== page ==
AUGUSTA — The Legislature handed Republican Gov. Paul LePage a victory Thursday when it approved a bill that would shift the focus in Maine’s child protection system away from family reunification and toward the best interest of the child.
The measure was one in a package of bills the governor submitted with the goal of bolstering Department of Health and Human Services efforts to protect children after the department and its child protective services agency came under heavy scrutiny following the deaths of Marissa Kennedy, 10, of Stockton Springs, in February and Kendall Chick, 4, of Wiscasset in December. Both girls died as a result of child abuse, law enforcement officials have said.
The Legislature also approved legislation with a price tag of more than $21 million to add as many as 40 positions to DHHS, which is tasked with protecting children and investigating child abuse reports. The bills boost the pay for child protection caseworkers by $5 per hour and provide an additional $1 per hour pay hike for those who obtain a master’s degree or more.
The legislation provided DHHS with an additional $800,000 to contract for clinical help with especially difficult cases involving mental health issues. That funding would be used to provide mental health support for caseworkers themselves because they are often exposed to traumatic situations in the line of duty. A vote to kill the bill was rejected on a 74-46 vote before the House voted unanimously to approve the change.
Current law requires child protection workers to make reunifying a child with their family the priority after a child is removed from a home for his or her safety.
The bill approved Thursday would give those front-line workers more flexibility, requiring them to make a “reasonable effort” at reunification, but only when a child’s safety is not at risk.
The vote prompted a vigorous debate among lawmakers, with many saying that reunification was known to produce the best results for children when it is done responsibly. However, others argued that Maine’s ongoing opioid crisis has dramatically altered the landscape for families and children and that DHHS and the judges who ultimately decide whether children can be reunified with their families need more flexibility.
Both Democrats and Republicans joined to support the change with lawmakers saying they had heard from DHHS caseworkers, foster parents and others who said children were sometimes being returned to unsafe homes because of the emphasis being placed on reunification in the law.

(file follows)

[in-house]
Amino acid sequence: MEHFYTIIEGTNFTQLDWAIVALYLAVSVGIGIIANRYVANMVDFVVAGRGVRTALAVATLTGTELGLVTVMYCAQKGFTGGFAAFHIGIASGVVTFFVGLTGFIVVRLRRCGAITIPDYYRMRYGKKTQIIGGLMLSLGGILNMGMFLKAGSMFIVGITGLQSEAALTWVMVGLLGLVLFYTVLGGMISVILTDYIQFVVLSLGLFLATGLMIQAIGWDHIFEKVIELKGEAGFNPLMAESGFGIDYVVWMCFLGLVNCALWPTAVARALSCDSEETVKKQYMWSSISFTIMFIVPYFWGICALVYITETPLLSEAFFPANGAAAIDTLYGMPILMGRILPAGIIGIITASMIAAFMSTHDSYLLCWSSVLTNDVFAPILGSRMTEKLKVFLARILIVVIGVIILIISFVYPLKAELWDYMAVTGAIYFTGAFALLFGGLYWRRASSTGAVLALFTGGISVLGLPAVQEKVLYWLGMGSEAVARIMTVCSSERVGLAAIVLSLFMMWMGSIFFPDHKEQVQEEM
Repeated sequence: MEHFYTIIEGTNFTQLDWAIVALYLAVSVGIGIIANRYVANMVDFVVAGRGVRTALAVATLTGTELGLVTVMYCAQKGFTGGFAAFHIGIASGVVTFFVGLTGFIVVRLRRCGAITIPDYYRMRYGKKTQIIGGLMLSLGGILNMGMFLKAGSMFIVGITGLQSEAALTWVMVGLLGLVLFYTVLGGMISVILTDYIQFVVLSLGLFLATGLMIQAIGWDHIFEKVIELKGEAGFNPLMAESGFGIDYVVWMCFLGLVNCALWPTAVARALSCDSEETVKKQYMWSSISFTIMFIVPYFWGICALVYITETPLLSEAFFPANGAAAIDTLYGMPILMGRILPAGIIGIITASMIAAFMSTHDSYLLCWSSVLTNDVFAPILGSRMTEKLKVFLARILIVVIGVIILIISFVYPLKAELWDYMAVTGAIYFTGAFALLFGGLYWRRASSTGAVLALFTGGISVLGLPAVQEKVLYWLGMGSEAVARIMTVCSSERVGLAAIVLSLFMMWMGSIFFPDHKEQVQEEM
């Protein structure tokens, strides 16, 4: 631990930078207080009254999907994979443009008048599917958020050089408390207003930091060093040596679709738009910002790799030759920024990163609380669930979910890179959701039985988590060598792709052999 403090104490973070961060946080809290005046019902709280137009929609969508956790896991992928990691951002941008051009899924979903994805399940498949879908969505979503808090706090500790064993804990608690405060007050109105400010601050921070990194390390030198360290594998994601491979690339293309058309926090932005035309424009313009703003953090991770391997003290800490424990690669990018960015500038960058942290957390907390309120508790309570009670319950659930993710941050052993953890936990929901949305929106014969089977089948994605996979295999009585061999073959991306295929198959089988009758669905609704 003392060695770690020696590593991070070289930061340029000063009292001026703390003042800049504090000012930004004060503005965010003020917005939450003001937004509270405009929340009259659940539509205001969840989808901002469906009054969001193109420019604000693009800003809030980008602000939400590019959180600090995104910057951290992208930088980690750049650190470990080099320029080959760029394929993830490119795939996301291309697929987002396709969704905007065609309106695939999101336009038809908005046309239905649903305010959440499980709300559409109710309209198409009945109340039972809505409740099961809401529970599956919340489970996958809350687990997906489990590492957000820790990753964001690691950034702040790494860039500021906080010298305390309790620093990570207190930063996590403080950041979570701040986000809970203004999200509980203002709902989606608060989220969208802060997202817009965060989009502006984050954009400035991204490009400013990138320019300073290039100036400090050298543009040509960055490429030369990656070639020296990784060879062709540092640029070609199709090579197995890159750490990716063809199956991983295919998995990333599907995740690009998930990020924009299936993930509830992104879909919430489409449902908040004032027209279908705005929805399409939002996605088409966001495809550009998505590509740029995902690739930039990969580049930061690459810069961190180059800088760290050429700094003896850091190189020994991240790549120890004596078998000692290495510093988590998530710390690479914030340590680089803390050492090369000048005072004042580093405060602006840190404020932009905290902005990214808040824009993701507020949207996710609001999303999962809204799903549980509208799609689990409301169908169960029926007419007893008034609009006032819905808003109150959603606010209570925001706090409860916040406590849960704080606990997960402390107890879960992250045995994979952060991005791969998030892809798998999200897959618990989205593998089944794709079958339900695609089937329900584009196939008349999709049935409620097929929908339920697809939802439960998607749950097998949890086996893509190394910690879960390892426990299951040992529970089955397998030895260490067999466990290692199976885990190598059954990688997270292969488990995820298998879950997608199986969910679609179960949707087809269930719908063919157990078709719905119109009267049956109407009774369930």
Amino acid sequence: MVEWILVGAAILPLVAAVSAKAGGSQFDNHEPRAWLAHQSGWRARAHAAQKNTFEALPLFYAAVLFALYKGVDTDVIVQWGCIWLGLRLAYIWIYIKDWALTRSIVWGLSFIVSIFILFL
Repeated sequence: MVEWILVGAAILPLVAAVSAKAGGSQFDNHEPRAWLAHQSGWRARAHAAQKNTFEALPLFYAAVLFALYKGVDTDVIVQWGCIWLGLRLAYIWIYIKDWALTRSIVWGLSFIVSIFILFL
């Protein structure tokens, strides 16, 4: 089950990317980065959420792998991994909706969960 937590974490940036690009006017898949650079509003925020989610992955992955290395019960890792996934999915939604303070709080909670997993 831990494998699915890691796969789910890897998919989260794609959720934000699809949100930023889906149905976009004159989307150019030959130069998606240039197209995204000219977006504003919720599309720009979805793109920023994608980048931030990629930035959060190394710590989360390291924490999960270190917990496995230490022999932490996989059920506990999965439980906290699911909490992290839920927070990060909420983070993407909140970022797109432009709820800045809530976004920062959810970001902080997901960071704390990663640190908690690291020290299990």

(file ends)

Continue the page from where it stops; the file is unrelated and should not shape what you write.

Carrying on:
“This is a smart change, it’s a change for the better for our children,” Rep. Deborah Sanderson, R-Chelsea said. “We need to keep our kids safe. We haven’t done a good job at that.”
Sen. Bill Diamond, D-Windham, who sponsored the bill for LePage, said the change was necessary because caseworkers in DHHS were pressured to put children back with their parents even at times when it may not be safe for the child.
“It’s too late for Marissa Kennedy and too late for Kendall Chick, too late for the next little child, we don’t know their name yet because they haven’t died yet,” Diamond said. “We can’t wait before we do anything and this is one of those areas where we can do something.”
The deaths of Kennedy and Chick prompted investigations by DHHS, with LePage’s involvement, and by the Legislature’s watchdog agency, the Office of Program Evaluation and Government Accountability.
The bills passed Thursday were modified versions of legislation proposed by the governor, who submitted five bills and urged the Legislature to move forward with fixes.
LePage, whose story of growing up in an abusive home is well-known, has taken a hands-on approach to the administration’s review of its child protection services.
“I have personally experienced the trauma of an abusive home, and I want to ensure that we all do what we can to prevent future tragedies,” he said in a July radio address. “I’ve personally reviewed the case files of the two girls who were killed, but I’ve also reviewed many other cases that haven’t made the news. We cannot eradicate evil, but we can do better to protect children.”
Beyond more staff, the legislation passed Thursday also provides about $8 million in funding to begin an update to an antiquated computer system that DHHS uses to track and record child abuse investigations.
The bills will now go to LePage, who will have 10 days to sign them into law, veto them or allow them to become law without his signature.
INCOME TAX CODE
The Legislature also finished up some lingering business by passing a bill that better aligns Maine’s income tax code with changes made this year to the federal tax code.
The bill includes keeping a standard deduction while adding new tax credits for children and other dependents not found in the new federal law. The bill would also double a property tax credit for low-income and elderly Mainers to help offset increases to local property taxes.